libpref is a generic key/value store that is used to implement prefs, a term that encompasses a variety of things.
- Feature enable/disable flags (e.g.
- User preferences (e.g. things set from
- Internal application parameters (e.g.
- Testing and debugging flags (e.g.
- Things that might need locking in an enterprise installation.
- Application data (e.g.
- A cheap and dirty form of IPC(!) (some devtools prefs).
Some of these (particularly the last two) are not an ideal use of libpref.
The C++ API is in the
Preferences class. The XPIDL API is in the
Keys (a.k.a. pref names) are 8-bit strings, and ASCII in practice. The
convention is to use a dotted segmented form, e.g.
foo.bar.baz, but the
segments have no built-in meaning.
Naming is inconsistent, e.g. segments have various forms:
fooBar, etc. Pref names for feature flags are likewise
The grouping of prefs into families, via pref name segments, is ad hoc. Some of these families are closely related, e.g. there are many font prefs that are present for every language script.
Some prefs only make sense when considered in combination with other prefs.
Many pref names are known at compile time, but some are computed at runtime.
The basic types of pref values are bools, 32-bit ints, and 8-bit C strings.
Strings are used to encode many types of data: identifiers, alphanumeric IDs, UUIDs, SHA1 hashes, CSS color hex values, large integers that don’t fit into 32-bit ints (e.g. timestamps), directory names, URLs, comma-separated lists, space-separated lists, JSON blobs, etc. There is a 1 MiB length limit on string values; longer strings are rejected outright.
Problem: The C string encoding is unclear; some API functions deal with unrestricted 8-bit strings (i.e. Latin1), but some require UTF-8.
There is some API support for faking floats, by converting them from/to strings when getting/setting.
Problem: confusion between ints and floats can lead to bugs.
Each pref consists of a default value and/or a user value. Default values can
be initialized from file at startup, and can be added and modified at runtime
via the API. User values can be initialized from file at startup, and can be
added, modified and removed at runtime via the API and
If both values are present the user value takes precedence for most operations, though there are operations that specifically work on the default value.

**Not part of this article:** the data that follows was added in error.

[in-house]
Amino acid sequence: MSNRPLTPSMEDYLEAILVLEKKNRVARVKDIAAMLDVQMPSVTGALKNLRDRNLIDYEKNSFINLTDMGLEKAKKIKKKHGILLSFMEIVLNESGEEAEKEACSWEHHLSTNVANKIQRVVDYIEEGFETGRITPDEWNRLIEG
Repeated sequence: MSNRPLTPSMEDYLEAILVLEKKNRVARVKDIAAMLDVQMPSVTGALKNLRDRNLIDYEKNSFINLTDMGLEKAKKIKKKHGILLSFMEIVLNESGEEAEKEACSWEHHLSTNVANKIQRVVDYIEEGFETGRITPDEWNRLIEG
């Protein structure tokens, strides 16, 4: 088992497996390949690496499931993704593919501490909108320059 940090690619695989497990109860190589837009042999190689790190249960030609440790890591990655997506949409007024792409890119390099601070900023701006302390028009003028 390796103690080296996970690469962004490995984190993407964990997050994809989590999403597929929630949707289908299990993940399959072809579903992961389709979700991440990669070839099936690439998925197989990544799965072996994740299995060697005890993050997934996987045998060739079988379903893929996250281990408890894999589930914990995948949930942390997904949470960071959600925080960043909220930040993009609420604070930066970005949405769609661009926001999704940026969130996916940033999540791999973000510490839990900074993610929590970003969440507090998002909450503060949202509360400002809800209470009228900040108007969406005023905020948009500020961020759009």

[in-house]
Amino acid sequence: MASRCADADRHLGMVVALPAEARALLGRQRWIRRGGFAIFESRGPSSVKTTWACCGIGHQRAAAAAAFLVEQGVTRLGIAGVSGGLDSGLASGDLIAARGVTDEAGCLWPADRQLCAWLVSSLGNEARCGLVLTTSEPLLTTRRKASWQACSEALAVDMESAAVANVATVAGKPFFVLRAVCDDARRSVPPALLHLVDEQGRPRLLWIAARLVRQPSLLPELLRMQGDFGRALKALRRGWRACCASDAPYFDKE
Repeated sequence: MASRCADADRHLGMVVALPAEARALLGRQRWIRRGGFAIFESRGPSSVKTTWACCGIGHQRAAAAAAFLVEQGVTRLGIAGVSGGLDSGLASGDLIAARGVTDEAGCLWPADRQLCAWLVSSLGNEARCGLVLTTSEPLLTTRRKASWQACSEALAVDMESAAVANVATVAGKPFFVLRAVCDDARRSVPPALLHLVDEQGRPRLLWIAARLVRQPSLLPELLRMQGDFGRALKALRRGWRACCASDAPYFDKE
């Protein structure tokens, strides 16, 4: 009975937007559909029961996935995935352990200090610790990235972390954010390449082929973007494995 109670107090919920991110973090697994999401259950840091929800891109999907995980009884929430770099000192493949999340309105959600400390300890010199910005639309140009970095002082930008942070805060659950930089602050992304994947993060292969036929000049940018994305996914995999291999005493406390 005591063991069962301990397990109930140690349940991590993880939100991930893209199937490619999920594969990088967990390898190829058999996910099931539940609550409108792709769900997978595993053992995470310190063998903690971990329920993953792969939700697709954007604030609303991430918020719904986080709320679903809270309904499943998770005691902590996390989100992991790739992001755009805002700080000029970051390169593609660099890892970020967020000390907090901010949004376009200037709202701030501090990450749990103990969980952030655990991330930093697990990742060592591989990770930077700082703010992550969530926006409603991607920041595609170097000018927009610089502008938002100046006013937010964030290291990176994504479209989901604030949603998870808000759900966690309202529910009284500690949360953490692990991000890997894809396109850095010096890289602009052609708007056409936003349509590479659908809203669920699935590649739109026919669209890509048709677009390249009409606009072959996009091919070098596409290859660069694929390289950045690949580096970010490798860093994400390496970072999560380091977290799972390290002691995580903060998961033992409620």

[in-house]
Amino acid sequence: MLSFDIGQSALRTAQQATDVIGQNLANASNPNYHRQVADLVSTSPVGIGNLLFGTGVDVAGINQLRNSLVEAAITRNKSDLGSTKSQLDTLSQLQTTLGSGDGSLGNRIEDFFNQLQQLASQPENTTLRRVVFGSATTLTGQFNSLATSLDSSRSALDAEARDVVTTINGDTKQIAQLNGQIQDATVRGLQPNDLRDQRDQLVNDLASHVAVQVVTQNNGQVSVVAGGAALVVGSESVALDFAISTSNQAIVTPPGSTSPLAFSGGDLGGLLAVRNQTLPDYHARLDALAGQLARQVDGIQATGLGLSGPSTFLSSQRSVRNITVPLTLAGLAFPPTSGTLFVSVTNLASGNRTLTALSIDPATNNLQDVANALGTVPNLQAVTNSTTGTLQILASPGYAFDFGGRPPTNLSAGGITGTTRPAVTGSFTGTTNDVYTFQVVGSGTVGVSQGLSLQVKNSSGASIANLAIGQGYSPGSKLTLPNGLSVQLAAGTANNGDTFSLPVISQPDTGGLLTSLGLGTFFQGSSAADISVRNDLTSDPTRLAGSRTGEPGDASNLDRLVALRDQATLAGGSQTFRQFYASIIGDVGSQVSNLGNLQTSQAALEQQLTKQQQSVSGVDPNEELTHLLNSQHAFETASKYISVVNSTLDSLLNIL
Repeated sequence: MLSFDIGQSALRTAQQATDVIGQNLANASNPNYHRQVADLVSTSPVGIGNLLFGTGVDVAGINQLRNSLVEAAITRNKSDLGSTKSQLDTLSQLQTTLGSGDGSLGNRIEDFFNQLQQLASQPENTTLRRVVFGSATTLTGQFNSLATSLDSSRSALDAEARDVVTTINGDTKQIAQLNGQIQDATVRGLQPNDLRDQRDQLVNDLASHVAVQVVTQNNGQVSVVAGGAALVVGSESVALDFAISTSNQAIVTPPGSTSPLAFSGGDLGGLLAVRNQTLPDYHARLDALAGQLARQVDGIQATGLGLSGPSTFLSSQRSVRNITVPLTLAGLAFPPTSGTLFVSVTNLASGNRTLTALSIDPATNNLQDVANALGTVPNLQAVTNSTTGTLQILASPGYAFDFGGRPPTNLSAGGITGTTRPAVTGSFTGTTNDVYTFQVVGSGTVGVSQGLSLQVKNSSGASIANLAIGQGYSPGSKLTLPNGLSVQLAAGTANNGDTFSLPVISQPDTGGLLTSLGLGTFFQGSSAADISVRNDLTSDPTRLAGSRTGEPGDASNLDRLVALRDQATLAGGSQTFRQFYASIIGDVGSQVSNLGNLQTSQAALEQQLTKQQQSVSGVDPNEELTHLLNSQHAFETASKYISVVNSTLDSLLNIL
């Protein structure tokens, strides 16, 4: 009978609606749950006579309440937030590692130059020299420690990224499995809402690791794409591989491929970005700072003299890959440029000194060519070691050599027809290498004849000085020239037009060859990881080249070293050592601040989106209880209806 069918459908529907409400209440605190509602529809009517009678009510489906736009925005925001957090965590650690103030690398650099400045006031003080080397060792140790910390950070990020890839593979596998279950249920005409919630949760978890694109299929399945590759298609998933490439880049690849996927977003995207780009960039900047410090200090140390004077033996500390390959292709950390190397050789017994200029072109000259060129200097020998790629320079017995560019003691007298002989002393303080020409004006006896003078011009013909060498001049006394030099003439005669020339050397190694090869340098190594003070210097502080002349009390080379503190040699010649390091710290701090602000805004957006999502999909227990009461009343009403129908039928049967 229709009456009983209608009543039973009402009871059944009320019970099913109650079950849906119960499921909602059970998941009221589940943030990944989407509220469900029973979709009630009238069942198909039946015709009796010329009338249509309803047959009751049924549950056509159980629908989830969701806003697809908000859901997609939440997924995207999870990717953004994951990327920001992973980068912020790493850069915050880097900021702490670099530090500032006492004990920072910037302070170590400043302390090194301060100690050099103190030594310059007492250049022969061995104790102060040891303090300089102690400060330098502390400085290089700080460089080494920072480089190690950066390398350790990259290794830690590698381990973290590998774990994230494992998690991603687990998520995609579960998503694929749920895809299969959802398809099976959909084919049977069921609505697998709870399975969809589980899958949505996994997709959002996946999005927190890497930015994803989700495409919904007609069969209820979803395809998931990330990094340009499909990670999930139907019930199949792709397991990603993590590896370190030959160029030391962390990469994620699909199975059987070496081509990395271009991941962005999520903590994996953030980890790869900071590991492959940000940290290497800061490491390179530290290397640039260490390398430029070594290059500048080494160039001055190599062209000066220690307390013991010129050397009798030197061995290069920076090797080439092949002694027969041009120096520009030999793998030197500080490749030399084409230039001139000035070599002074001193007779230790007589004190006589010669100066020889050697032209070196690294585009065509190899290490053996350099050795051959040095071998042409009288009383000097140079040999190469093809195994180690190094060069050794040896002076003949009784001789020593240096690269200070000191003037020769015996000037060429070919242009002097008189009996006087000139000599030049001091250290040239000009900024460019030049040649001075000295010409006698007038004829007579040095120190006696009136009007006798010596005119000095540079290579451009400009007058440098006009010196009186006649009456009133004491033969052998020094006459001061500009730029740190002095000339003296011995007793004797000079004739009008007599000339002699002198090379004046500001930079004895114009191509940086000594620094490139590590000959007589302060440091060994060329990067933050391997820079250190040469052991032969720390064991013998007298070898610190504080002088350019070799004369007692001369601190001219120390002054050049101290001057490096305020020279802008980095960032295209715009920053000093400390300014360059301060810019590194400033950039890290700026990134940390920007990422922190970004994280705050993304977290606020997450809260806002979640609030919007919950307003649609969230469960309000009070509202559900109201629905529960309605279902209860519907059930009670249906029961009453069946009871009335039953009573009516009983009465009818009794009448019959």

If a user value is set to the same value as the default value, the user value is removed, unless the pref is marked as sticky at startup.
Problem: it would be better to have a clear notion of “reset to default”, at least for prefs that have a default value.
Prefs can be locked. This prevents them from being given a user value, or hides the existing user value if there is one.
There is API support for some complex values.
nsIFile objects are handled by storing the filename as a string, similar to
how floats are faked by storing them as strings.
nsIPrefLocalizedString objects are ones for which the default value
specifies a properties file that contains an entry whose name matches the
prefname. When gotten, the value from that entry is put into the user value.
When set, the given value just overwrites the user value, like a string pref.
Problem: this is weird and unlike all the other pref types.
nsIRelativeFilePref objects are only used in comm-central.
XPIDL-based access to prefs is via
lets you specify a branch of the pref tree (e.g.
font.) and pref names work
relative to that point.
This API can be used from C++, but for C++ code there is also direct access
Preferences class, which uses absolute pref names.
For the most part, all the basic API functions only work on the main thread. However, there are two exceptions to this.
The narrow exception is that the Servo traversal thread is allowed to get pref values. This only occurs when the main thread is paused, which makes it safe. (Note: bug 1474789 indicates that this may not be true.)